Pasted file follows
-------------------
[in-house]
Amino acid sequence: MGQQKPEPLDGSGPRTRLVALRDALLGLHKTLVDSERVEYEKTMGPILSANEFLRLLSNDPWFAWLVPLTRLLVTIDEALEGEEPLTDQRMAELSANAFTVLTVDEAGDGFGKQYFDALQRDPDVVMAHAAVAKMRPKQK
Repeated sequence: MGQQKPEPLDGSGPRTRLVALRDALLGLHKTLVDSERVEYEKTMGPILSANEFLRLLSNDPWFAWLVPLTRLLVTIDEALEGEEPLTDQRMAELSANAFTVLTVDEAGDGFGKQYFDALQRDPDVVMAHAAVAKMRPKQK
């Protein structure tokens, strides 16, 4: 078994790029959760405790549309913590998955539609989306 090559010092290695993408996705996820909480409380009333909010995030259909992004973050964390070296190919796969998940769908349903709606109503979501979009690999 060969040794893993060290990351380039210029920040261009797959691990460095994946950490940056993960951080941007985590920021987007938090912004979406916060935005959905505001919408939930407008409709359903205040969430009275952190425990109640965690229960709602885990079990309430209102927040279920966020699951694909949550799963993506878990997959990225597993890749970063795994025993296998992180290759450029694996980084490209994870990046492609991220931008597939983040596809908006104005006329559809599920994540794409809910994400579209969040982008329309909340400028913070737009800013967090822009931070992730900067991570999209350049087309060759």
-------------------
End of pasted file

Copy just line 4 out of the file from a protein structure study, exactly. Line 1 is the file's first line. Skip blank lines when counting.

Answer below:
């Protein structure tokens, strides 16, 4: 078994790029959760405790549309913590998955539609989306 090559010092290695993408996705996820909480409380009333909010995030259909992004973050964390070296190919796969998940769908349903709606109503979501979009690999 060969040794893993060290990351380039210029920040261009797959691990460095994946950490940056993960951080941007985590920021987007938090912004979406916060935005959905505001919408939930407008409709359903205040969430009275952190425990109640965690229960709602885990079990309430209102927040279920966020699951694909949550799963993506878990997959990225597993890749970063795994025993296998992180290759450029694996980084490209994870990046492609991220931008597939983040596809908006104005006329559809599920994540794409809910994400579209969040982008329309909340400028913070737009800013967090822009931070992730900067991570999209350049087309060759």